Source: UPNEBookPartners – Why Haiti Needs New Narratives: Gina Athena Ulysse

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HAITI: 7th Anniversary of the Haiti Earthquake: An Update from the Haiti Support Group

Today marks the seventh anniversary of the Haiti earthquake and the start of a challenging and tumultuous year for the country.

Source: An Update from the Haiti Support Group

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AFGHANISTAN: A ‘continual emergency’, as war drives record numbers from their homes

The so-called Islamic State has created a new conflict and 2016 saw unprecedented amounts of people fleeing to displacement camps

Bibi Mariam was milking her cow when it suddenly let out a wild howl and collapsed in a pool of blood.

The so-called Islamic State and the Taliban were fighting near her village in Afghanistan’s Nangarhar Province. The stray bullet that killed her cow finally convinced Mariam to flee – joining a record number of Afghans displaced by conflict.  Read more

Source: IRIN Afghanistan now a ‘continual emergency’, as war drives record numbers from their homes

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BNN Community TV airing excerpts of Haitian-made films

Tele Kreyol, the Haitian news and discussion program on Boston Neighborhood Network, is airing a special to commemorate the 7th anniversary of the Haiti earthquake. The program will include excerpts from the Haitian-made films Owning Our Future: Haitian Perspectives in Film.  The films were made during CSFilm’s training and production project with Haitian storytellers in 2014.

The program is in Kreyol.  BNN, January 10, 8:30-9:30pm,  Comcast 23 | RCN83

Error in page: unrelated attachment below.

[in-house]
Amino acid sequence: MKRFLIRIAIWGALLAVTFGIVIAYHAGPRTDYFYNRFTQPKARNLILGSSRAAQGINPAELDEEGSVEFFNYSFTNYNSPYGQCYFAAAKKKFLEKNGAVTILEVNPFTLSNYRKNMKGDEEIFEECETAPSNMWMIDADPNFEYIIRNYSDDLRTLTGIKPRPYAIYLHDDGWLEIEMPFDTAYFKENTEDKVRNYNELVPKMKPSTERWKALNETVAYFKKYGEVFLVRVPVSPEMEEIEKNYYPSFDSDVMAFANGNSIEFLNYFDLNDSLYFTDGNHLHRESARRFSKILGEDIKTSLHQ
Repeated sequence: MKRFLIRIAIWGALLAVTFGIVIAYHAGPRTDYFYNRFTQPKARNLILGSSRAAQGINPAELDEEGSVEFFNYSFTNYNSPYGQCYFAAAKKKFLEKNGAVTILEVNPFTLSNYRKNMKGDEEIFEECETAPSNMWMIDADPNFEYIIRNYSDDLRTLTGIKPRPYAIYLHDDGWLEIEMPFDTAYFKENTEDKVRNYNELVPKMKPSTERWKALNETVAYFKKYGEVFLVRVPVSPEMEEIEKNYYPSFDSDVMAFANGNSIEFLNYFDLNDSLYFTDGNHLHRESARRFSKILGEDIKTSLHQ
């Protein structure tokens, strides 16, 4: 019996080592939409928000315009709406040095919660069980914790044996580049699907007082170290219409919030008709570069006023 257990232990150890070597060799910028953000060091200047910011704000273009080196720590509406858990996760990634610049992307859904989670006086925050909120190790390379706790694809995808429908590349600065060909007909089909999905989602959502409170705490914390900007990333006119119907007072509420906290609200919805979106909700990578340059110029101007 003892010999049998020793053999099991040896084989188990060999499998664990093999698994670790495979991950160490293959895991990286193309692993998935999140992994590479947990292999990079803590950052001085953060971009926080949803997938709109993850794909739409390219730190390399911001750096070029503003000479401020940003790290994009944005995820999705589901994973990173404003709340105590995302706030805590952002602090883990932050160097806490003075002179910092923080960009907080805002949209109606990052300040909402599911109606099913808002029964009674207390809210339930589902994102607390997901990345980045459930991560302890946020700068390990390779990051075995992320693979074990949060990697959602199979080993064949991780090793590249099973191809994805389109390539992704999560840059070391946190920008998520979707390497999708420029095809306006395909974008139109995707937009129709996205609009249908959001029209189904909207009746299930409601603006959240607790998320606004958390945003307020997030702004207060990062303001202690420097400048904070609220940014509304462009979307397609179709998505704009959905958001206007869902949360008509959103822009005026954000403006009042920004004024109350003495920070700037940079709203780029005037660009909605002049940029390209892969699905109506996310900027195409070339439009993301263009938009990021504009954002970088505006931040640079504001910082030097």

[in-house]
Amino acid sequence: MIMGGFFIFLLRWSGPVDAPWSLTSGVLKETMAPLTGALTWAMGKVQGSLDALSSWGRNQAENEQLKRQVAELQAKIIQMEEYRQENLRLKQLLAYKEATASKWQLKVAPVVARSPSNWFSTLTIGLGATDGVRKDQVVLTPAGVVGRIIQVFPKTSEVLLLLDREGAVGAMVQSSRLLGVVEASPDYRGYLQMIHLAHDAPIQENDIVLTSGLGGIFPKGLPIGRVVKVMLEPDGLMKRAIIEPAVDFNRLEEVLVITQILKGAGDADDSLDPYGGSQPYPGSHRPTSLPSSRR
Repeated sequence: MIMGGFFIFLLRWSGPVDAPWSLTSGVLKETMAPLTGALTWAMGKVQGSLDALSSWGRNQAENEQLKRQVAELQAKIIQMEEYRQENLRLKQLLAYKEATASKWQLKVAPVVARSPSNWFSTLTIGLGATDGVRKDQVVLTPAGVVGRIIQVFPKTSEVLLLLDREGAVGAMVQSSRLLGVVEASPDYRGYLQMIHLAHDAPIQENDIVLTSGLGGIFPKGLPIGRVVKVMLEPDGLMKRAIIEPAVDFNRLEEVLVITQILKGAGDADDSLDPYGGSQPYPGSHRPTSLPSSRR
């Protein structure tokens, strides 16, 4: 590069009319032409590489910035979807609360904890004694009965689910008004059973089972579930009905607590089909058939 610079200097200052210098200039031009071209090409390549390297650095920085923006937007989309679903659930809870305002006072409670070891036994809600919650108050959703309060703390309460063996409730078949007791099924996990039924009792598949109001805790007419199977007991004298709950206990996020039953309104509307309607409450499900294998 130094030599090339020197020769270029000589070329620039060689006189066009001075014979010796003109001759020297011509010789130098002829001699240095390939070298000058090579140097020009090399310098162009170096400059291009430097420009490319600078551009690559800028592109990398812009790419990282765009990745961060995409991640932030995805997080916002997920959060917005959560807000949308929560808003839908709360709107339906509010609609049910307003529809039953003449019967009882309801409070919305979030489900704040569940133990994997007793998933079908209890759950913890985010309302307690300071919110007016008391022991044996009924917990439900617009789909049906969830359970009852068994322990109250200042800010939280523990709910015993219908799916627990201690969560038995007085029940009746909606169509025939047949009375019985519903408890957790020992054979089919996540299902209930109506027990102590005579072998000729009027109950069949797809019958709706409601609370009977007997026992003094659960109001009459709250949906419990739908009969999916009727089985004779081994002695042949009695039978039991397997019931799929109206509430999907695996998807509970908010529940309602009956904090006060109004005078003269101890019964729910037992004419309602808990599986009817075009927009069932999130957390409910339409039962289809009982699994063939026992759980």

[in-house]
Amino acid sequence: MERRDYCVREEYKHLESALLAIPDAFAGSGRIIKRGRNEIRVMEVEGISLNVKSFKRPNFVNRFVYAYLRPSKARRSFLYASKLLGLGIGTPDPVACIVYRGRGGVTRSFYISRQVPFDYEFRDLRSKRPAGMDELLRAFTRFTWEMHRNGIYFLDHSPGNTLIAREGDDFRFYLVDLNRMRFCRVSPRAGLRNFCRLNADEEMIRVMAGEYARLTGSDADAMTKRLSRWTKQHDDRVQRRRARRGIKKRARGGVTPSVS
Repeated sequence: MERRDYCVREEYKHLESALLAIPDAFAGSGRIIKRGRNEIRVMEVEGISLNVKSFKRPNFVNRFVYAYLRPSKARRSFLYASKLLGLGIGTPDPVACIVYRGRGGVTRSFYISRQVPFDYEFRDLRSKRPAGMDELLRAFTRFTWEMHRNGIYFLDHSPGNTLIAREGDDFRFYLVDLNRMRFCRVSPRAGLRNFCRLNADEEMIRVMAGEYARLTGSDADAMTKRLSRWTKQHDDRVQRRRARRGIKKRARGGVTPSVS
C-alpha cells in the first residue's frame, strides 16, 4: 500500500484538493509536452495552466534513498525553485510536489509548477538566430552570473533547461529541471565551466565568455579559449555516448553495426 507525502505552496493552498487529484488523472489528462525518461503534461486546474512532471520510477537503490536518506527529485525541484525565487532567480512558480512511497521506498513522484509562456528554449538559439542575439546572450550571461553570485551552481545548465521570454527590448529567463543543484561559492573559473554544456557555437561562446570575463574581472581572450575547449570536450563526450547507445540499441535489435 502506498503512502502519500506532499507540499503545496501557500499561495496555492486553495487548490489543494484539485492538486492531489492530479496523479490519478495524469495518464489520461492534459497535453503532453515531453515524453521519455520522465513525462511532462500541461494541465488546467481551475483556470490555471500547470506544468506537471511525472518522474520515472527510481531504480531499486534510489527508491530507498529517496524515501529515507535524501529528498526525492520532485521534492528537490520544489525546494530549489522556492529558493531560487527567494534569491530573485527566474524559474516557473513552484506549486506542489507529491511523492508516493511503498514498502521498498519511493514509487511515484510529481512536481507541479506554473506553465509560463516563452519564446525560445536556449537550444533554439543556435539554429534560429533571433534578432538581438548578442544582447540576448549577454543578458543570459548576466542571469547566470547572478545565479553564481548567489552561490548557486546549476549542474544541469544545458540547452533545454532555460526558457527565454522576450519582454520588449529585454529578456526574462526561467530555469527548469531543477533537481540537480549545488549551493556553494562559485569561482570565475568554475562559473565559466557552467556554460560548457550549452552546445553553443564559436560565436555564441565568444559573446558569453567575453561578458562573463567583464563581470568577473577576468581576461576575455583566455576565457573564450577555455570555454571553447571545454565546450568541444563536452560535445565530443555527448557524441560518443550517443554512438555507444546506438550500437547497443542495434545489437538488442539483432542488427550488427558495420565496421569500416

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ON THE MEDIA: Truth, Fact, and the Future of Journalism (Co-hosted w/Citizen Futures) – StoryCode Boston (Boston, MA) | Meetup

Truth, Fact, and the Future of Journalism (Co-hosted w/Citizen Futures)

Wednesday, Jan 25, 2017, 6:00 PM

Workbar Cambridge
45 Prospect Street Cambridge, MA

20 StoryCodas Went

On Wednesday, January 25th, StoryCode Boston and Citizen Futures will present a discussion on the future of journalismThe Big Idea: What “truth” do we want from journalism? How will we define media and journalism going forward? Is the business model broken? Will journalism still have a voice?Overview // Follow the money: The media landscape is p…

Check out this Meetup →

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Filmmaking Fundamentals Class at MassArt, Boston

CSFilm Training AfghanistanMichael Sheridan will teach Filmmaking Fundamentals, a semester long class, beginning January 24th.   This course explores fiction and non-fiction filmmaking production and blends hands-on production with history and theory. Click here to see the full description and to register.

The course is open to the public and to students of all levels of experience.  Email michael@csfilm.org with any questions.

 

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CSFilm will attend Haitian Diaspora Challenge Symposium – Will you join us?

Join us for the DCI Symposium at MIT on January 21, 2017. The Diaspora Challenge Initiative aims at leveraging ideas about successful development concepts amongst members of the Diaspora looking for opportunities to contribute to Haiti’s development. We will have special guests which include Ambassador Paul Altidor and Haitian Congressman Jerry Tardieu.The event is free to attend. Must register to attend. Link to register in bio. #dciHaiti #naahp #grahnusa #shr #edem #otgs